The Supreme Court will hear oral arguments on Arizona's trendsetting and controversial anti-immigrant law SB 1070 today. It's the culmination of a legal battle for which both immigrant rights advocates and immigration restrictionists have been itching for two years, ever since Arizona became the first state in the nation to make it a crime to be an undocumented immigrant. Below, Hatty Lee's infographics break down what's at stake.
The Supreme Court will attempt to settle a debate raging across the country: When it comes to immigration enforcement, where does the federal government's territory end and state power begin? Or, as SCOTUSblog's Lyle Denniston puts it: Who gets to regulate the lives of this country's immigrants? Today's proceedings are the final oral arguments of this session for Supreme Court justices. But it will surely not be the last word on this issue.
At the heart of the law is the concept of "enforcement through attrition," or as it's been taken up by presumptive GOP nominee Mitt Romney, "self-deportation." The theory posits that states that criminalize every aspect of life for undocumented immigrants don't need to actively kick out immigrants. Lawmakers can make life oppressive enough that immigrants will leave the state on their own. The concept was pushed by Kris Kobach, whose official title as Kansas Secretary of State has been eclipsed by his legislative engineering of SB 1070. When SB 1070 was signed into law two years ago, it became a showpiece for the movement, and a model for other states.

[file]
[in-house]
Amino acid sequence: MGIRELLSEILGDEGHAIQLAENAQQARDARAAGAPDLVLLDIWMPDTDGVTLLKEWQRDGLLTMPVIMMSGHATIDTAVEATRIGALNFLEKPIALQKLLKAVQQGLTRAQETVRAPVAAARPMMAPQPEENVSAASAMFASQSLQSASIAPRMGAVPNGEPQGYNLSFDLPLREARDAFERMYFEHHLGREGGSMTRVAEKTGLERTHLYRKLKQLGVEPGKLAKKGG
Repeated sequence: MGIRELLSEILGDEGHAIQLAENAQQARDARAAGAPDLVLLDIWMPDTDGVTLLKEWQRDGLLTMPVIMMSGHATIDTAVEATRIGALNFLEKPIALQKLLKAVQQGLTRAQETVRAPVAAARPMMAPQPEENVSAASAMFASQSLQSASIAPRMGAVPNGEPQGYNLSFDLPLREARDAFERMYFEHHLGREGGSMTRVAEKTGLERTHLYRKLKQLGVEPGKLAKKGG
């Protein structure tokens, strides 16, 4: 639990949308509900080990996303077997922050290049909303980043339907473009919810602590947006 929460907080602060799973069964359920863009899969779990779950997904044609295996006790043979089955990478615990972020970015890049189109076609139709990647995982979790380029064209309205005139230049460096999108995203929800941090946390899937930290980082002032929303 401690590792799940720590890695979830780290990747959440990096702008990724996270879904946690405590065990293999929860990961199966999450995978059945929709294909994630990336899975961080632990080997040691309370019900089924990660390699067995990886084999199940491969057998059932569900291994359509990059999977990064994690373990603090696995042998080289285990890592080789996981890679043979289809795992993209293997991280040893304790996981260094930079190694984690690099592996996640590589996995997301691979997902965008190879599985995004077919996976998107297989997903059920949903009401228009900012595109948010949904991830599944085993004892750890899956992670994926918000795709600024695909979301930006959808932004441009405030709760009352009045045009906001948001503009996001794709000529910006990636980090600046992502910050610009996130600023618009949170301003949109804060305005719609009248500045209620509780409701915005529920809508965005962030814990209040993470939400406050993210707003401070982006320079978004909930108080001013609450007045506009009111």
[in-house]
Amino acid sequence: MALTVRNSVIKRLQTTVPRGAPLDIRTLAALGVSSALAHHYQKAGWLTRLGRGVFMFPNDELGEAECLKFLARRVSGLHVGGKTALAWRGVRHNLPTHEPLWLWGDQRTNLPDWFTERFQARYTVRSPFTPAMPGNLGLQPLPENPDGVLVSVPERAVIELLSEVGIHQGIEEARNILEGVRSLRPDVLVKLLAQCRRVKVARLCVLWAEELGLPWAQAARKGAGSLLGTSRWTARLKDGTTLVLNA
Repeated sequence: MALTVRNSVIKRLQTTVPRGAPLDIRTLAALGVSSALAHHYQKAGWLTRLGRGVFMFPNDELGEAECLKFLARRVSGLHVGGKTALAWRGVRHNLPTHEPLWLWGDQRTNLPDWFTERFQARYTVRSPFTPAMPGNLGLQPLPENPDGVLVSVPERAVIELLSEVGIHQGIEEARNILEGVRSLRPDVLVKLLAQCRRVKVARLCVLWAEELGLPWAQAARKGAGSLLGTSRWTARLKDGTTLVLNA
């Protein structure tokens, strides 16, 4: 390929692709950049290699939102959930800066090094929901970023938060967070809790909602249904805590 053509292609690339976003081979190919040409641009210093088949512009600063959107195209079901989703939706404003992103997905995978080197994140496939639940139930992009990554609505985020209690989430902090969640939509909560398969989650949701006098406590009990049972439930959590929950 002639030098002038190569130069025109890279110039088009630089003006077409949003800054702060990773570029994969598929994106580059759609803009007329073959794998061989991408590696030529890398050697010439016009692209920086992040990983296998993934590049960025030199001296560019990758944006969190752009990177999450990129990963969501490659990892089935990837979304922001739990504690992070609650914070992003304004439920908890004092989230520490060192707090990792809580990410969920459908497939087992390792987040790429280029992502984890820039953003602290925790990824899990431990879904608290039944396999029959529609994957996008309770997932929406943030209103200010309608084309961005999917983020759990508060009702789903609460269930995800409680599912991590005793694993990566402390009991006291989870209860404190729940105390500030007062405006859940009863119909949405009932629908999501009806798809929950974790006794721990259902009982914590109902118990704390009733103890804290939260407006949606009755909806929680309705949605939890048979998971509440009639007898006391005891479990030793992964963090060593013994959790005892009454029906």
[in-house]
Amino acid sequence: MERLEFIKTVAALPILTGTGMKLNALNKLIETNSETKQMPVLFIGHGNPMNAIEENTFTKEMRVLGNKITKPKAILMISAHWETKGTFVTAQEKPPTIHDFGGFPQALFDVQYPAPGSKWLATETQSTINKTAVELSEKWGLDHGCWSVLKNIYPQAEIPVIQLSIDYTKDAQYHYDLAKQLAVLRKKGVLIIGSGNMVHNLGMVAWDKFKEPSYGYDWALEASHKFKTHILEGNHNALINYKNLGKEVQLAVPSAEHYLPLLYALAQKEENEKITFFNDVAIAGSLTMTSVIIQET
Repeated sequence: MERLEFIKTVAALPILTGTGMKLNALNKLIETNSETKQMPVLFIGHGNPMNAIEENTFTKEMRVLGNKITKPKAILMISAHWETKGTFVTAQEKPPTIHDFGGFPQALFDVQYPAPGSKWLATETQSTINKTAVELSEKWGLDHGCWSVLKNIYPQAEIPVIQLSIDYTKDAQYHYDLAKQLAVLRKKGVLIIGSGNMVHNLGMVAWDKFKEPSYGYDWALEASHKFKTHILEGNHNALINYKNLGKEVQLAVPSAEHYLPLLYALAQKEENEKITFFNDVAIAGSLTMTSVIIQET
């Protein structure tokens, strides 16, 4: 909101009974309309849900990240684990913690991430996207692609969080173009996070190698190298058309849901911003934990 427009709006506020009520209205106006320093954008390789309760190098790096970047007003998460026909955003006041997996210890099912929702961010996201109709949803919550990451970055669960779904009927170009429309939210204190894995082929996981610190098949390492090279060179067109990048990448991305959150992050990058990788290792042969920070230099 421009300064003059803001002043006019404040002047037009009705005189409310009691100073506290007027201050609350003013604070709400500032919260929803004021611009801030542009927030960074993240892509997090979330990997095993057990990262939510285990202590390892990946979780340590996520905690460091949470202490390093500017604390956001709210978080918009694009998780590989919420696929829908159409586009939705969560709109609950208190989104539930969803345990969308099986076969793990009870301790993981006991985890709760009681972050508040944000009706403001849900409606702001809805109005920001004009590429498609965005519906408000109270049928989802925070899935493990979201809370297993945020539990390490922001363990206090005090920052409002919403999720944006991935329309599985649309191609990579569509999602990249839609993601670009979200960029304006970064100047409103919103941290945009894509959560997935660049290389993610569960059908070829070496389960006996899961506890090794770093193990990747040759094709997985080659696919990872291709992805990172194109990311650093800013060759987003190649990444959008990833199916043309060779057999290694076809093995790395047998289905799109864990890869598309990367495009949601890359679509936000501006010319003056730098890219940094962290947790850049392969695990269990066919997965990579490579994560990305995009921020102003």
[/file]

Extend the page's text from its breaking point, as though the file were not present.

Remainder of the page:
Kobach, working with a right-wing network of anti-immigrant forces, has successfully supported five other states that have enacted SB 1070 copycat bills: Alabama, Georgia, Indiana, South Carolina and Utah. The federal government has open lawsuits against Alabama, South Carolina and Utah.
The Obama administration has cracked down on enforcement-giddy states even as it has strengthened its own enforcement apparatus. Since stepping into office President Obama has deported record numbers of immigrants every year, for a total of more than 1 million deportations over his tenure. He's been able to do this in large part through initiatives like 287(g) and Secure Communities, which interlace local law enforcement work with immigration enforcement. When states and localities attempted to distance themselves from these programs, the Obama administration announced that states' cooperation with Secure Communities was mandatory.
"It's not like the federal government is being soft on immigration," Kevin Johnson, Dean of UC Davis School of Law said when the Supreme Court announced it would take up the case. Johnson added that the apparent tension doesn't resolve the basic constitutional questions at play. "It's different than allowing states and localities from coast to coast to have their own immigration enforcement force at work."
Still others see this case as a test of the nation's basic values.
"[T]his case poses more fundamental questions for everyone," Laura W. Murphy, director of the ACLU's Washington legislative office said in a statement. "Will we tolerate a police state that requires everyone to carry identification documents at all times? We must stop discriminatory laws that invite constant police intrusion, encourage racial profiling and compromise the American way of life."
Graphic has been updated since original posting.